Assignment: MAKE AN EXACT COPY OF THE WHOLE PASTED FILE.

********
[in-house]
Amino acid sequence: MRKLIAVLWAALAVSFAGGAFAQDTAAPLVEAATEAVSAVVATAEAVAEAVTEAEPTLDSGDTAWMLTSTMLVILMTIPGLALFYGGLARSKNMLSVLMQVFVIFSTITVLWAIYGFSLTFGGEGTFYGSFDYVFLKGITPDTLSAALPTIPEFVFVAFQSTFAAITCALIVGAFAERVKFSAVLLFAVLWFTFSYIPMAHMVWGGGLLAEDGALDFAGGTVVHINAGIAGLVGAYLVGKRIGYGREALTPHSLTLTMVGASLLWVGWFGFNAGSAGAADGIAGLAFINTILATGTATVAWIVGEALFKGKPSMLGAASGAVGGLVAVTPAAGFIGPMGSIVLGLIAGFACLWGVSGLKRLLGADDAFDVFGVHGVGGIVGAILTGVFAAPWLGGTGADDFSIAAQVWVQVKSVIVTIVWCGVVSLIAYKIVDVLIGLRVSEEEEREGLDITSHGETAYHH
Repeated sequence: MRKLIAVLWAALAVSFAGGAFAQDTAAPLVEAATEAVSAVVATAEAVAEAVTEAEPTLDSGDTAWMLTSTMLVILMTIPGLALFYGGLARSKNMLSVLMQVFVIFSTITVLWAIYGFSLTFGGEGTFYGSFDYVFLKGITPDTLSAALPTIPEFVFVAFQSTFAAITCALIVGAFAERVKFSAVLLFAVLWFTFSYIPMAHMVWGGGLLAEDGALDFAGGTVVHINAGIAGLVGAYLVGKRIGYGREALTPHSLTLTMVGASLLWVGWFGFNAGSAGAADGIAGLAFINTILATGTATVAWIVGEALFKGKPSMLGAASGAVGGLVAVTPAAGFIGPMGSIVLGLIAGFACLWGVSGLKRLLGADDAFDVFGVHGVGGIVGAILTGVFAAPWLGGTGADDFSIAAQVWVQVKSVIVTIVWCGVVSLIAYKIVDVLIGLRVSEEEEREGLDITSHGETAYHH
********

[in-house]
Amino acid sequence: MRKLIAVLWAALAVSFAGGAFAQDTAAPLVEAATEAVSAVVATAEAVAEAVTEAEPTLDSGDTAWMLTSTMLVILMTIPGLALFYGGLARSKNMLSVLMQVFVIFSTITVLWAIYGFSLTFGGEGTFYGSFDYVFLKGITPDTLSAALPTIPEFVFVAFQSTFAAITCALIVGAFAERVKFSAVLLFAVLWFTFSYIPMAHMVWGGGLLAEDGALDFAGGTVVHINAGIAGLVGAYLVGKRIGYGREALTPHSLTLTMVGASLLWVGWFGFNAGSAGAADGIAGLAFINTILATGTATVAWIVGEALFKGKPSMLGAASGAVGGLVAVTPAAGFIGPMGSIVLGLIAGFACLWGVSGLKRLLGADDAFDVFGVHGVGGIVGAILTGVFAAPWLGGTGADDFSIAAQVWVQVKSVIVTIVWCGVVSLIAYKIVDVLIGLRVSEEEEREGLDITSHGETAYHH
Repeated sequence: MRKLIAVLWAALAVSFAGGAFAQDTAAPLVEAATEAVSAVVATAEAVAEAVTEAEPTLDSGDTAWMLTSTMLVILMTIPGLALFYGGLARSKNMLSVLMQVFVIFSTITVLWAIYGFSLTFGGEGTFYGSFDYVFLKGITPDTLSAALPTIPEFVFVAFQSTFAAITCALIVGAFAERVKFSAVLLFAVLWFTFSYIPMAHMVWGGGLLAEDGALDFAGGTVVHINAGIAGLVGAYLVGKRIGYGREALTPHSLTLTMVGASLLWVGWFGFNAGSAGAADGIAGLAFINTILATGTATVAWIVGEALFKGKPSMLGAASGAVGGLVAVTPAAGFIGPMGSIVLGLIAGFACLWGVSGLKRLLGADDAFDVFGVHGVGGIVGAILTGVFAAPWLGGTGADDFSIAAQVWVQVKSVIVTIVWCGVVSLIAYKIVDVLIGLRVSEEEEREGLDITSHGETAYHH